19 likes2 stack adds2 comments
blurb
Unabridged
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Bryan Stevenson's Just Mercy epitomizes why I love nonfiction so much: it unveils the inner workings of one of our societal institutions, it provides a deep look at a human being who is committed to making the world better, and it elicits all of the emotion of the best of fiction. Check out our Unabridged June Book Club episode to hear our thoughts about Just Mercy and then head on over to @unabridgedpod to let us know what you think!

EadieB I just started listening to this today. It's very interesting and sad about how the police treated black people in the south. 2w
Unabridged @EadieB Agreed! Thanks for the response. ❤️ 2w
9 likes2 comments
review
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The Silent Patient | Alex Michaelides
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I first heard about The Silent Patient during an interview on the @justtherightbook podcast with the editors of @celadonbooks when they described why they chose this novel as the first on the imprint; then, Roxane Coady interviewed Michaelides himself. They talked about the book as a slow build, and it is, but it also sweeps the reader along as the mystery develops. (continued in comments)

Unabridged The book focuses on Alicia Berenson, an artist who has been silent since she was convicted of her husband‘s murder. Theo Faber is a psychotherapist at the mental hospital where Berenson was sentenced. Faber thjnks he can convince her to speak. Michaelides tells the story through Faber's narration and Berenson's diary entries from the summer of her husband Gabriel's death. The book's dark, psychological focus is brilliant and captivating. 3w
9 likes1 comment
review
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After I finished Sonali Dev's Pride, Prejudice, and Other Flavors, I still felt as if I was in the world she'd built. She took the most essential parts of Pride and Prejudice and transformed them, building a modern world in the midst of an Indian family living in America. Dr. Trisha Raje, the protagonist, has been (sort of) disowned by her family after a mysterious mistake that threatens her brother's political career. (continued in comments)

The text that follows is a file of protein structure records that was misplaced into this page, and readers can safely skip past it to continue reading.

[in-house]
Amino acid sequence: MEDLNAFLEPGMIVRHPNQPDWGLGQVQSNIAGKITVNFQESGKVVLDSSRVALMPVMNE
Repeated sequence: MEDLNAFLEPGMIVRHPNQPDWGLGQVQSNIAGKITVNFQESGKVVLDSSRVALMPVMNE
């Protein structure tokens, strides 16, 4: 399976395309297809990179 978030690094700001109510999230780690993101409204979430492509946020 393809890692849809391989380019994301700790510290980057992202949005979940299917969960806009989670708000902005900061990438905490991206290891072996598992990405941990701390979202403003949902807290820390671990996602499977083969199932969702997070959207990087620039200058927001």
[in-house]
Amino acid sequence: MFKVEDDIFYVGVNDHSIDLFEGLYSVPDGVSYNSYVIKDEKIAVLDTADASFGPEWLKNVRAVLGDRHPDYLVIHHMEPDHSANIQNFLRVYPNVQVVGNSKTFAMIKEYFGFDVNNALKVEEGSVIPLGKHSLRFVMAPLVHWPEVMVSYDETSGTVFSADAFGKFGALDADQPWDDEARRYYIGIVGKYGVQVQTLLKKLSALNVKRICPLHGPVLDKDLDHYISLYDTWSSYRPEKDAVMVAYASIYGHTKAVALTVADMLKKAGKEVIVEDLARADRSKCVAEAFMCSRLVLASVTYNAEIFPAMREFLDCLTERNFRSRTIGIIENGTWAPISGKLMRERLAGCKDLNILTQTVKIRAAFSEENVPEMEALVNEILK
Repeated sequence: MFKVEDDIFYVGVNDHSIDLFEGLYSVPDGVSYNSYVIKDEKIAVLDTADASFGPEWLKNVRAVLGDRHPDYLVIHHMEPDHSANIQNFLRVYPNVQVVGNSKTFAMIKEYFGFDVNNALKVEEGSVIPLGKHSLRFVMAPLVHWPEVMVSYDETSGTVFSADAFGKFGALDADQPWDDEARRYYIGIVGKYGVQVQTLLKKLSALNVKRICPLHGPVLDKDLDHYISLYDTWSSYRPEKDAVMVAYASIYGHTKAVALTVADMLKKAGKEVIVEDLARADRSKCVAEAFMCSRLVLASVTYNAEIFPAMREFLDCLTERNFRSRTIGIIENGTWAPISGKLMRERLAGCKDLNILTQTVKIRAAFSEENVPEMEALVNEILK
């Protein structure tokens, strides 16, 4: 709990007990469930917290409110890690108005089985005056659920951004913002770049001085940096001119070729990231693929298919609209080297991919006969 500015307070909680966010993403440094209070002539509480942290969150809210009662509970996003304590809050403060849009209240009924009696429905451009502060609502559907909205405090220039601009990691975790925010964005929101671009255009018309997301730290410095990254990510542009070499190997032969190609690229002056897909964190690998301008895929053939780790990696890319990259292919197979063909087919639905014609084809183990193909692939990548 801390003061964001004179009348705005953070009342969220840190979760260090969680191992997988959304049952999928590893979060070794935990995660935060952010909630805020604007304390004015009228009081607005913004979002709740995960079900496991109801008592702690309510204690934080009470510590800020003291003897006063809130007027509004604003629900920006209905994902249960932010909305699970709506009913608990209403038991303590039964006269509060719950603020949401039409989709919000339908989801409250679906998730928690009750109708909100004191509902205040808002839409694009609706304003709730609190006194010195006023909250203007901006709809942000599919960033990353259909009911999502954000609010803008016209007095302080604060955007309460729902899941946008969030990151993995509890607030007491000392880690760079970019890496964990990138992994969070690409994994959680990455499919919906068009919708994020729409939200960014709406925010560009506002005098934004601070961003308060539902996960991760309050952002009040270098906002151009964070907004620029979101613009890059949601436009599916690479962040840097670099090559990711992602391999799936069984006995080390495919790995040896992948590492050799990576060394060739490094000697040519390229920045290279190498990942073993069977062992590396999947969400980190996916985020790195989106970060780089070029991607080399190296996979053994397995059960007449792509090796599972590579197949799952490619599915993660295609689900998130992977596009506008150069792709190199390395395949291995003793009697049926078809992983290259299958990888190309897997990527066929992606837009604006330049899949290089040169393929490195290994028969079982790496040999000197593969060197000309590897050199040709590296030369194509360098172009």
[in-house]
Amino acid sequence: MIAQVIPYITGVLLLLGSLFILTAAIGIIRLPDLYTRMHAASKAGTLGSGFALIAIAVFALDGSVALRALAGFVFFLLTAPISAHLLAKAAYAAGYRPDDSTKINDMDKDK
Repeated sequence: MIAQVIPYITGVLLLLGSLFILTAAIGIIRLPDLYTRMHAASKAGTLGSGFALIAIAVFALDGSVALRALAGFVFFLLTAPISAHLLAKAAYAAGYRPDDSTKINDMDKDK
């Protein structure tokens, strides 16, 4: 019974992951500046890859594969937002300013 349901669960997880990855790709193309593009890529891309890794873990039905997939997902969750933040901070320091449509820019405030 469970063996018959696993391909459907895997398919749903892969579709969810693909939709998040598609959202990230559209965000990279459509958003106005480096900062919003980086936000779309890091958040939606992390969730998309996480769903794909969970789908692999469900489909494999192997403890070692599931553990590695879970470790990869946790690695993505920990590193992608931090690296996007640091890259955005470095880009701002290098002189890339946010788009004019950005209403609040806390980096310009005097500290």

Unabridged When she meets DJ Caine (DJ stands for Darcy James. Ha!), their relationship seems to be built on immediate repulsion. But of COURSE (because it's a Jane Austen re-telling), that initial conflict is hiding something more. Dev uses the class conflict that lies at the heart of Pride and Prejudice and embraces the horribly awkward misunderstandings that characterize the protagonists' relationship. ⬇️ 3w
Unabridged Over the course of the novel, she addresses the pros and cons of assimilation, the medical field, the art of cooking, the #metoo movement, racism, and police brutality . . . and so much more. And all of that is wrapped up in a subtle, complex, yearning romance that is just gorgeous. I'll definitely be reading more of Sonali Dev's catalog. 3w